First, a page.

It is not well known that certain creeks are home to mer-fairies. Resembling tiny mermaids, they are extremely shy and live under the banks. Upon occasion, they might be seen basking in the sunshine on the verge. Once I saw one under some shrubbery next to the creek, but that’s a story for another day. How about Monday?
According to Derwood’s Origin of Species, the mer-fairy developed from the land fairies, about a half hour ago, when a careless and foolish fairy went for a ride on a Canada Goose and fell in the creek headfirst.
Upon hitting the water, she saw the finny creatures of the deep, such as Bigmouth frogs and Catfish and cast-off cans that once held
Nothing daunted, she flipped her fins, flapped her fans, flopped her fons, flepped her fens and flupped her funs. This caused a Catfish to approach. And who better to teach one to swim than a Catfish, I ask you. Well, who?
Since then, the species of mer-fairy has spread around the world three times. They eat fiddler crabs and drink their afternoon tea from the caps of acorns that fall into the creek. Sometimes the acorns fall right on their little heads and they have a little headache for the rest of the afternoon. They make their clothes from duckweed, although sometimes they go finny dipping if they think no one is looking.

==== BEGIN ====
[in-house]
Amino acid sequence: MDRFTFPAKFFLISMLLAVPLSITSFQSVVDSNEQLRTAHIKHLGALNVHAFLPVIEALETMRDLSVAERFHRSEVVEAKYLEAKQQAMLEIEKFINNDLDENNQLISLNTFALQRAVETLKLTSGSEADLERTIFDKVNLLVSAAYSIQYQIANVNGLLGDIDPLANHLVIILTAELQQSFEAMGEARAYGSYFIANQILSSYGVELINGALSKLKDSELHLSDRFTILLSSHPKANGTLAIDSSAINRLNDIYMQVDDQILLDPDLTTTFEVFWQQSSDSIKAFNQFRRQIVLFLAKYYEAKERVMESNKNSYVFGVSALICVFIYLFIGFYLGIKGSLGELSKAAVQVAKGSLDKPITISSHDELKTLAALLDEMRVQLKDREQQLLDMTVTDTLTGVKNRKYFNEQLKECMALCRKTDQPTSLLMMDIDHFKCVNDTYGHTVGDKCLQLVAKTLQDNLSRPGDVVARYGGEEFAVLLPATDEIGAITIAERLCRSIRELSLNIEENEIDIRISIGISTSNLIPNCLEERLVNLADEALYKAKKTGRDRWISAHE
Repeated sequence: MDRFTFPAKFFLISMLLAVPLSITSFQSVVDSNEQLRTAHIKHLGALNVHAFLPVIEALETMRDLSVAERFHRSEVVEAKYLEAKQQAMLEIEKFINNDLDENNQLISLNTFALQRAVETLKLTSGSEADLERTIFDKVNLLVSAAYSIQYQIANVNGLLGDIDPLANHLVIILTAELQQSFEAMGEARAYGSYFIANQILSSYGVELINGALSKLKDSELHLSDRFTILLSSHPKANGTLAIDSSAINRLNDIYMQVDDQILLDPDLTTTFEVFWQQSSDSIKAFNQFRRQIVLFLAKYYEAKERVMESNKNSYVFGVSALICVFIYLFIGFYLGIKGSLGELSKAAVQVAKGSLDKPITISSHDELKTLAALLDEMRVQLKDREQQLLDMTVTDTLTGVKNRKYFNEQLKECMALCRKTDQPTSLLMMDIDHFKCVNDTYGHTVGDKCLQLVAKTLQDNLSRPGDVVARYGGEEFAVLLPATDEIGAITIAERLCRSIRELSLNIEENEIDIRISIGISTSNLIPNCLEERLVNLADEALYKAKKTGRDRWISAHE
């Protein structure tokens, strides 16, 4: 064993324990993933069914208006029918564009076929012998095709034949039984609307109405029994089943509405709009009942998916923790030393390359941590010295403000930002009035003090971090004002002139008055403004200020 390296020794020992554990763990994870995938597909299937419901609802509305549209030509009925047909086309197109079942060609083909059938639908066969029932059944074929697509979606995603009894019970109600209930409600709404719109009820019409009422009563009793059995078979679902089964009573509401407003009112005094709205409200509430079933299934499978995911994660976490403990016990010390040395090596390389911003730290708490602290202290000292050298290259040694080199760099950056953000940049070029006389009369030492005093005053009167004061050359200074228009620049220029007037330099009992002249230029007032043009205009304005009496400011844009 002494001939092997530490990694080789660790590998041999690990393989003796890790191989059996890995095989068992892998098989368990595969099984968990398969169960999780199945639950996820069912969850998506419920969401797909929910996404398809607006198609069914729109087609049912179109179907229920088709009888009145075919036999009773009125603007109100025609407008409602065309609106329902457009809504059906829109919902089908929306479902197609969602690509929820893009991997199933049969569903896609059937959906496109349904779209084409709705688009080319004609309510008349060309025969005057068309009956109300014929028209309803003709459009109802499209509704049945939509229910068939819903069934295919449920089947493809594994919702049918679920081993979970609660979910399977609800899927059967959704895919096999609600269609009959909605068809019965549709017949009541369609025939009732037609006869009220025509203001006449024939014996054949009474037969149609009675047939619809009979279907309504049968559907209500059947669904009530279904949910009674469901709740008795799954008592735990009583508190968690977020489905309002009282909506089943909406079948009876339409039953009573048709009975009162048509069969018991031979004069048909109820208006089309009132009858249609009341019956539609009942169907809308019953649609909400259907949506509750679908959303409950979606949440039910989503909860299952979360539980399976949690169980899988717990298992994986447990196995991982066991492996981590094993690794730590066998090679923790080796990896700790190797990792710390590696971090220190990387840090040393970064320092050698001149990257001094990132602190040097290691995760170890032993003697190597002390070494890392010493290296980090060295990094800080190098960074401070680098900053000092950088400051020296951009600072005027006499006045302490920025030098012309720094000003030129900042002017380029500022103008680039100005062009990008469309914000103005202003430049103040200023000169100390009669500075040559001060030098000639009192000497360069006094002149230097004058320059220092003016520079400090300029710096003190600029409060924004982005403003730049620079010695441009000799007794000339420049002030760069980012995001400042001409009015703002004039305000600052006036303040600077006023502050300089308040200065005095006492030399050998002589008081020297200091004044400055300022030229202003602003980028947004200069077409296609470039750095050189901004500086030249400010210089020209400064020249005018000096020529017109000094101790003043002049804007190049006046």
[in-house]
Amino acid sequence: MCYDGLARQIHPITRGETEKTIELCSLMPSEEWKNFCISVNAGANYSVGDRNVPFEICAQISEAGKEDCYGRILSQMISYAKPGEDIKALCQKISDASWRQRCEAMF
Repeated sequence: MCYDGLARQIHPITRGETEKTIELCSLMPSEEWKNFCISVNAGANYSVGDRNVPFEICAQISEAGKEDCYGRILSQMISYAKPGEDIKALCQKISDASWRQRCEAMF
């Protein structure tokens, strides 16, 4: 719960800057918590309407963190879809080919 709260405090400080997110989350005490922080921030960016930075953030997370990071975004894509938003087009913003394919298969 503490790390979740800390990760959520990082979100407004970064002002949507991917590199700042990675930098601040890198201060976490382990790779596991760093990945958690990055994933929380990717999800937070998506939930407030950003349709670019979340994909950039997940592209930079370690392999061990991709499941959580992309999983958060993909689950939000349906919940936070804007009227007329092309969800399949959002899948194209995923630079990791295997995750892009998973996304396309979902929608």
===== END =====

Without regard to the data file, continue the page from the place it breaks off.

It is to cats that they turn when they must travel from the creek. The mer-fairy simulates the sound of a kibble and the nearest cat comes running. Leaping from the creek onto the cat’s back, the pair charge off to do whatever chores and errands the mer-fairy must accomplish. Cats never eat mer-fairies. Never.
There are mer-fairies in my section of